Skipper Steven Gerrard insists England will have no excuses for future under-achievement now the National Football Centre has become their new home.
The Duke and Duchess of Cambridge officially opened the impressive £105million complex near Burton-on-Trent after meeting head coach Roy Hodgson and members of the England squad.
The project, which was first mooted more than a decade ago, has already created a favourable impression with Gerrard ahead of Friday's World Cup qualifier with San Marino at Wembley.
The Liverpool star said: "The place has blown me away. All the lads are buzzing to be here. We're lucky to have facilities like this.
"It's a long-term plan and hopefully it can bring success to the national teams.
"Now we've got the best stadium in the world (in Wembley) and the best facilities. We're taking away all the excuses the players might use in the future."
Head coach Roy Hodgson believes the complex can only help England's hopes of tournament glory.
He said: "Facilities, in themselves, don't make you a better football team. What makes you better is the work you do within them.
"But the players will be really happy to do their work here. We have to forget the past. We can't win a World Cup yesterday.
"As soon as we start working towards a World Cup we can win, the better - and I'm rather hoping the amount of effort and work we'll put in will lead us to that World Cup victory."
William, who shared a joke with left-back Ashley Cole, also took immense pride from the facilities which form the 330-acre site.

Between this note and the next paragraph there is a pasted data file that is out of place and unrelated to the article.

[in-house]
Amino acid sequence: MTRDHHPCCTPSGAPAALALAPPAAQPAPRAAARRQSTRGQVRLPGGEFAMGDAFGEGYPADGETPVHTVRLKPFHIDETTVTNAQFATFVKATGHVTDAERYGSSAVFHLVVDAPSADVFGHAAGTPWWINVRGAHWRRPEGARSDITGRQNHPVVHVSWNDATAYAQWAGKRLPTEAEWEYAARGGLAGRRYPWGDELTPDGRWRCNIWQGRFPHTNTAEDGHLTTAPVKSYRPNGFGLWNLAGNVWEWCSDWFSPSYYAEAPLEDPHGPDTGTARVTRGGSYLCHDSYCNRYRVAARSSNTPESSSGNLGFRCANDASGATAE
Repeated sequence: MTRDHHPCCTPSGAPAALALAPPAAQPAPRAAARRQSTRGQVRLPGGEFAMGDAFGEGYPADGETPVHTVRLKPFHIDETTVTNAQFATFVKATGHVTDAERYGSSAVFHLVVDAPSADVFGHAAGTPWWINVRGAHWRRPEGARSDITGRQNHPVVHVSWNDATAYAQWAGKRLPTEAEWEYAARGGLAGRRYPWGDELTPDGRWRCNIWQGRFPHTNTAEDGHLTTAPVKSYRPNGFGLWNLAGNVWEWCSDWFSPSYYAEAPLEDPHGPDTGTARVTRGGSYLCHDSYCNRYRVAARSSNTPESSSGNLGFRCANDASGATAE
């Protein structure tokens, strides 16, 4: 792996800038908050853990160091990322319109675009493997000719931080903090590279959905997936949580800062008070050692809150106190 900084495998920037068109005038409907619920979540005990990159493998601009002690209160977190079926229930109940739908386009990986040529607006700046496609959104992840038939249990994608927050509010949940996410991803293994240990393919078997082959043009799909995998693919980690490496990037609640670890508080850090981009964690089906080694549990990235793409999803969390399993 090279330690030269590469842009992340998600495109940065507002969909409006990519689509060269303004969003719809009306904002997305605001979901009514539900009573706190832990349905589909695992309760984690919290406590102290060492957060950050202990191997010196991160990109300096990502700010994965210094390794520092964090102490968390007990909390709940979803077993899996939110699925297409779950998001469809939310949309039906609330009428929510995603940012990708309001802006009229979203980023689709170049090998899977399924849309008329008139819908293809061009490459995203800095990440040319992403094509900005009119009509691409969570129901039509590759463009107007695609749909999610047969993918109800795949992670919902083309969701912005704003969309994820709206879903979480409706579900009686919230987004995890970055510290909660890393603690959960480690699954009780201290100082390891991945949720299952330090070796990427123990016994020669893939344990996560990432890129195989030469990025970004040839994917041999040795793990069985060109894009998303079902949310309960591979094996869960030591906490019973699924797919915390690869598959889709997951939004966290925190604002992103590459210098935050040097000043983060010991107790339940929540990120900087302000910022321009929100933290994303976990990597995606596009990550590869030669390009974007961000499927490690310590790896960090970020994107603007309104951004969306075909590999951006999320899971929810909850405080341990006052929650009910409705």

He said: "It gives me great pride we have created in this country facilities that are beyond compare anywhere else.
"St George's Park is a concept totally new. It will provide more than just world-class facilities for our national team and more than a university from which hundreds of coaches will graduate.
"It will provide employment and a social hub for local people and will foster community spirit and purpose and hope throughout England."
St George's Park chairman David Sheepshanks has stressed the need to produce more coaches and of a higher quality to get the best out of English footballing talent.
But Sheepshanks is aware the benefits of the facilities will be mainly felt long-term and hopes it will eventually lead to more English managers being given an opportunity in the professional game.
He said: "If you were starting an educational establishment or a new school, do you start with the pupils or the teachers?
"You have to invest in the teachers. They have to have something extra to impart to the players and this is where St George's Park comes in.
"Between now and 2020, we'll develop another 250,000 coaches altogether across all the levels. At the top level, we're focused on quality not quantity.
"We're talking about another 120 Uefa Pro Licence coaches over the next eight years, an average of 15-20 a year at the very, very top level."